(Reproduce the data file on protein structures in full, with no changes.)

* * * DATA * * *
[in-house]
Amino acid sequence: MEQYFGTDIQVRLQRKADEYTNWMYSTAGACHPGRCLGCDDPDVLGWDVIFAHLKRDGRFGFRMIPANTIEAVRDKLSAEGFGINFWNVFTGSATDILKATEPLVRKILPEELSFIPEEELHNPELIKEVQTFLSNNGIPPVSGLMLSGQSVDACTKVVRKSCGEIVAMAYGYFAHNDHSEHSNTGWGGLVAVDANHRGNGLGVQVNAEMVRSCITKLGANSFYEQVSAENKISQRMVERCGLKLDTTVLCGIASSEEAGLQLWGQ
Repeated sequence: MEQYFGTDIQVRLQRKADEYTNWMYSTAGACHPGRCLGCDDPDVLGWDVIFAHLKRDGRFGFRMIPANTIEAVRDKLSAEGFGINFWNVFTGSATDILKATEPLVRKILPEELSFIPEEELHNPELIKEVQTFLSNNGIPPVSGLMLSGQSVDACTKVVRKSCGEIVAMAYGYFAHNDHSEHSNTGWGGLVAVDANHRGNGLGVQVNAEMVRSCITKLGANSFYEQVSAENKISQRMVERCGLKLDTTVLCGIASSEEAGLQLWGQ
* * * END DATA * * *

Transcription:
[in-house]
Amino acid sequence: MEQYFGTDIQVRLQRKADEYTNWMYSTAGACHPGRCLGCDDPDVLGWDVIFAHLKRDGRFGFRMIPANTIEAVRDKLSAEGFGINFWNVFTGSATDILKATEPLVRKILPEELSFIPEEELHNPELIKEVQTFLSNNGIPPVSGLMLSGQSVDACTKVVRKSCGEIVAMAYGYFAHNDHSEHSNTGWGGLVAVDANHRGNGLGVQVNAEMVRSCITKLGANSFYEQVSAENKISQRMVERCGLKLDTTVLCGIASSEEAGLQLWGQ
Repeated sequence: MEQYFGTDIQVRLQRKADEYTNWMYSTAGACHPGRCLGCDDPDVLGWDVIFAHLKRDGRFGFRMIPANTIEAVRDKLSAEGFGINFWNVFTGSATDILKATEPLVRKILPEELSFIPEEELHNPELIKEVQTFLSNNGIPPVSGLMLSGQSVDACTKVVRKSCGEIVAMAYGYFAHNDHSEHSNTGWGGLVAVDANHRGNGLGVQVNAEMVRSCITKLGANSFYEQVSAENKISQRMVERCGLKLDTTVLCGIASSEEAGLQLWGQ